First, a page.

JB Diaries: The Doctor’s In

The marathon’s name is Bond.

James Bond.

I’ve decided to take this Corona-mandated hiatus from new movies to revisit each and every 007 cinematic outing, in chronological order, to figure out what turned the secret agent into one of the most prolific — and thus successful — franchises ever.

In the words of another British icon, where else to start but at the beginning:

Dr. No‘s all about Sean Connery, the score, and the period design. From the outset, the creative powers-that-be seemed to understand the importance of a compelling villain (and trippy opening credits! Albeit, without an accompanying song; I guess you don’t need one when you can introduce that melody to audiences instead. Also, is anything more swinging 60s than the opening credits’ flashing lights??).

The lack (at least compared to later movies) of action and set pieces — be they suspenseful, cat-and-mouse tailing games, comedic, slapstick, screwball (like his flirtation with Moneypenny), romantic, emotional, character beats, etc. etc. etc. — makes for a slower ride, especially because the story ain’t all that (it’s basically a straightforward spy procedural), and the visual side of the filmmaking’s a bit style-deprived, all the more apparent next to Connery and the music oozing style out of every pore of their beings. And because of them, the pic’s still a lot of fun.

Can we talk about the fact that the first thing the movie wants us to know about him, his introductory character trait, what we’re repeatedly reminded of throughout: the dude fucks. And Sean Connery definitely fucked.

Now for some class to compensate for that vulgarity: fellow pedants may feel inclined to deep-read Dr. No as a commentary on Western imperialism, what with a powerful British Defense institution (America joins in, too!), prone to violence, running roughshod over a smaller, faraway country’s homeland. Meanwhile, Dr. No himself is a walking cultural appropriation, with a line of dialogue that basically negates the differences between “East” and “West”, describing them as indistinguishable points on a compass, both equally stupid. And then there’s the whole matter of Scotsman Connery representing the British government…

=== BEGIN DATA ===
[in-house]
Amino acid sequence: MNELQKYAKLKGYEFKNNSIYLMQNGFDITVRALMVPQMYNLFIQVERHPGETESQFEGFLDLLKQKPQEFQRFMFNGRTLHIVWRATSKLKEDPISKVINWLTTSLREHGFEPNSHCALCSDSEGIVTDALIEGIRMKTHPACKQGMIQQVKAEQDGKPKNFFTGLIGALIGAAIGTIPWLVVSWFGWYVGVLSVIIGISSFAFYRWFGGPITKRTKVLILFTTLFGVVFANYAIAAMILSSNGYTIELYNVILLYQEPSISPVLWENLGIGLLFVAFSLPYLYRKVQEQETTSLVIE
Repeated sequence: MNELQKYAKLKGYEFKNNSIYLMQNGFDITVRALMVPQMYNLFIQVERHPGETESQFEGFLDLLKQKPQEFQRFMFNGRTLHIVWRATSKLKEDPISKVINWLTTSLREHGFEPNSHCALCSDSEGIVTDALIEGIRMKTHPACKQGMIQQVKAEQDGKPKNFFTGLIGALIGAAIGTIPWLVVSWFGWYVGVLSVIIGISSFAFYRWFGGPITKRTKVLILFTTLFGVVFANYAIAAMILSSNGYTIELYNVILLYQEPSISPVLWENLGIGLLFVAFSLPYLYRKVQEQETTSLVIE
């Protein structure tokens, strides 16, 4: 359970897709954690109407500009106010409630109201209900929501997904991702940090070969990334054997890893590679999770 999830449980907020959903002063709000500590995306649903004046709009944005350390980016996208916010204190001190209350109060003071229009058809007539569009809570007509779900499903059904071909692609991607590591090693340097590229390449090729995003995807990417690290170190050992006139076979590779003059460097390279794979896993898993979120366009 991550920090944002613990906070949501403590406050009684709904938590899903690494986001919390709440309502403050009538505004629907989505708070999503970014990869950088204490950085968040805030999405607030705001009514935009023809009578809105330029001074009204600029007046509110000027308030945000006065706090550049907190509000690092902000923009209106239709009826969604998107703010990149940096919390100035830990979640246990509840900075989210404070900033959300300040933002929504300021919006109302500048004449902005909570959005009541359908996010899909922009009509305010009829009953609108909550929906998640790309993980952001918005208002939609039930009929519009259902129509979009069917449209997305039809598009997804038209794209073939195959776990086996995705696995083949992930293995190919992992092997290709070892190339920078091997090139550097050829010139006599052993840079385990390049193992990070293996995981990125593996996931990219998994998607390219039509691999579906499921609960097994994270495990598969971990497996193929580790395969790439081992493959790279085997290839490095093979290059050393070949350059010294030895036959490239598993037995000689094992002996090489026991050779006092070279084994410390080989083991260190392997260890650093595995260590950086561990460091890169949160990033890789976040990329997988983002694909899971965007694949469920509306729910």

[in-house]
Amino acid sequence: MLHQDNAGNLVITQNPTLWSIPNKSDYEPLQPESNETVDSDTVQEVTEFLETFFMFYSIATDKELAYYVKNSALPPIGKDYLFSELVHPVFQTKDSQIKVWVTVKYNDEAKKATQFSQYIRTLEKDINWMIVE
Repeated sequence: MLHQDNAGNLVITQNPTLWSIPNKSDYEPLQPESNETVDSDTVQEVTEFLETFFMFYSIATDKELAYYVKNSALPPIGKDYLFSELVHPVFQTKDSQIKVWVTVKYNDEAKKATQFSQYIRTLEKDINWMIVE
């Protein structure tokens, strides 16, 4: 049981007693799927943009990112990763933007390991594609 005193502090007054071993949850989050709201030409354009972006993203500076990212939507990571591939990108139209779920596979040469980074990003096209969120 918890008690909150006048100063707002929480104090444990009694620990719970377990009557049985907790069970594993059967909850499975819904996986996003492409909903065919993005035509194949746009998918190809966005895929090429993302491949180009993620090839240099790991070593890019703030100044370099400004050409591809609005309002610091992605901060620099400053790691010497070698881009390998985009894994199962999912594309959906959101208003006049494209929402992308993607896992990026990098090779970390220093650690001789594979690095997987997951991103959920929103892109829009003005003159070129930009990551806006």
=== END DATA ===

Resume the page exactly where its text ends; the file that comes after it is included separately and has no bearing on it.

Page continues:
Buuuuut I’m not sure the movie could sustain such analysis. The producers probably just realized that “exoticism” — particularly fantastical versions — sell, then and now.

But I do feel comfortable suggesting this interpretation: though he utters neither “Bond. James Bond” nor “Shaken, not stirred” here, we do learn how he likes his martinis (courtesy of other characters, the first of whom says “Mixed, not stirred”). Besides being a pithy cocktail order, the repetition of this request can’t help calling attention to itself, as if it reveals something about the character, i.e. he’s a chaos agent. When Bond arrives, he’s going to shake shit up, violently and/or sexually; he’s not about that gentle stir life.

A millennial question I hope to be answered by the end of this marathon: is the best James Bond movie in fact the Austin Powers trilogy?


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